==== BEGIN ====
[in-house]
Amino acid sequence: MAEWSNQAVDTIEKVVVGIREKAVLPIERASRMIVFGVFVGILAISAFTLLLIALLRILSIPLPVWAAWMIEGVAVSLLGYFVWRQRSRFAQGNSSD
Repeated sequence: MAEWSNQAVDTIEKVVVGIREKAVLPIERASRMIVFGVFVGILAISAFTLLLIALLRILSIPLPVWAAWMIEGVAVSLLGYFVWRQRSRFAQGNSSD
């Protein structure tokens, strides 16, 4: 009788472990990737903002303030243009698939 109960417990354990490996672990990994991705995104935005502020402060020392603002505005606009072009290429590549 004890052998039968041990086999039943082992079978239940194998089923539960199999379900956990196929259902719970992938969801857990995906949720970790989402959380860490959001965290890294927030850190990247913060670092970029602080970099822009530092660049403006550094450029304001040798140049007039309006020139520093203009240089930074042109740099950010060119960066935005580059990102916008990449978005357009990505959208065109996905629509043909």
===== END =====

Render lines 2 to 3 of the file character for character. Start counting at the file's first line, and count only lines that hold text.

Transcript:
Amino acid sequence: MAEWSNQAVDTIEKVVVGIREKAVLPIERASRMIVFGVFVGILAISAFTLLLIALLRILSIPLPVWAAWMIEGVAVSLLGYFVWRQRSRFAQGNSSD
Repeated sequence: MAEWSNQAVDTIEKVVVGIREKAVLPIERASRMIVFGVFVGILAISAFTLLLIALLRILSIPLPVWAAWMIEGVAVSLLGYFVWRQRSRFAQGNSSD